Help make decisions easier for customers

Posted: 27th August, 2015 in Case Studies, Customer Service, Sales , Tips & Tricks, Training and mentoring

Have you ever walked into a shop or rang a company looking for advice and are left feeling more confused or unsure than you did when you first called in?  What is it that makes us feel this way?  Is it us or is it the person serving us that makes us feel even more baffled and disillusioned? 

What exactly are we looking for when we are looking for advice or buying a product or service?

As customers, we often find it hard to make decisions when seeking advice.  We need clarification, information or assurance when pursuing help to choose the right option.  So, we look to the service provider for this guidance.

We envisage the provider to be an expert in their field.  We expect them to have all the answers and give us the right advice. 

However much too often, we meet suppliers that use a lot of lingo and give us far too much information.  This causes “information overload”, leaving us feeling intimidated, confused or more agitated.  So, we really like it when they filter out all the jargon and explain things in a clear and simple way. 

We like to put our trust in the other person. We expect them to lead the conversation, ask the right questions and make the appropriate recommendations.

For example, take the situation when we are in a restaurant and are ordering a particular dish to discover they have just run out of it.  Obviously, we are a little disappointed at first, especially when we realise we have to make another decision.  Yet, we really appreciate the waiter who takes the lead and offers alternative suggestions.  It makes the whole decision making process so much easier.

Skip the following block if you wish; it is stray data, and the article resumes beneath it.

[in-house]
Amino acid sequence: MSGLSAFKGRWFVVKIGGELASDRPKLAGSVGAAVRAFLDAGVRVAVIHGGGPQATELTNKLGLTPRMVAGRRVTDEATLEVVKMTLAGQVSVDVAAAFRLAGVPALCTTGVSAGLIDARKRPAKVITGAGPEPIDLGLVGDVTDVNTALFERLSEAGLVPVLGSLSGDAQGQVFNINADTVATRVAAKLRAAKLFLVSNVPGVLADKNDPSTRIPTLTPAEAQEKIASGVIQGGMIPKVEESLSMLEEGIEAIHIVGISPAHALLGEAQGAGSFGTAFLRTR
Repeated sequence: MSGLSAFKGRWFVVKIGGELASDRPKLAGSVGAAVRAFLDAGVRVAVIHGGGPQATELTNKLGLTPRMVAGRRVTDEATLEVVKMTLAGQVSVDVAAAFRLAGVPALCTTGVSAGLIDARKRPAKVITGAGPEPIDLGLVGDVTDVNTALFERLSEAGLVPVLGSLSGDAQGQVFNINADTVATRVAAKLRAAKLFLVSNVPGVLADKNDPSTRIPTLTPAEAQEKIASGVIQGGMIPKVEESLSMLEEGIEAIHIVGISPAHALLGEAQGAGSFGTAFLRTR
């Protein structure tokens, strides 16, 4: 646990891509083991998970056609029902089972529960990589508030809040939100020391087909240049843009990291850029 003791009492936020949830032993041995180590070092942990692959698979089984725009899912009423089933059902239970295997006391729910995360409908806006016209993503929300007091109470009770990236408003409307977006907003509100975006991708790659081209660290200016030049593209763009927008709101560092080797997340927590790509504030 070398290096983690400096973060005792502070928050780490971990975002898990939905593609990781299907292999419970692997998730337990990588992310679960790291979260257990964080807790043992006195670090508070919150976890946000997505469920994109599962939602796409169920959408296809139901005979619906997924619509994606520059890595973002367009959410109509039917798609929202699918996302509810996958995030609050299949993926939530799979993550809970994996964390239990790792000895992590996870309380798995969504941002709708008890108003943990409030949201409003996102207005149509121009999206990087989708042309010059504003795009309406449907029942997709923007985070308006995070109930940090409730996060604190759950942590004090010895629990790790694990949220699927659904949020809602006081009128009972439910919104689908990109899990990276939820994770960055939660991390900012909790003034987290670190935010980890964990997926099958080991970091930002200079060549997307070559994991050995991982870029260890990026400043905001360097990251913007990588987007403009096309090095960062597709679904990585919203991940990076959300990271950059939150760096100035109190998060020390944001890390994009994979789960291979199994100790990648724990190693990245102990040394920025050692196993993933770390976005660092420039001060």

We also don’t like the service provider that is too pushy or even too uncertain either. We appreciate it when they get the timing right and are seen to care.  

In essence, it helps to build confidence if we know we can rely on the other person.  We are more likely to accept their suggestion if we can count on them.

In summary, we need to remember that customers want help when making decisions. 

  • We need to help make the decisions easier for customers
  • We need to build trust with the customer and let them know we are there to help
  • We need to lead the conversations and go at the pace of the customer
  • We need to ask the right questions, listen and understand the customer’s needs
  • We need to be prepared to make suggestions and give the right advice
  • We need to talk the customer’s language and keep everything jargon-free
  • We need to always clarify the customer’s understanding and ask for feedback
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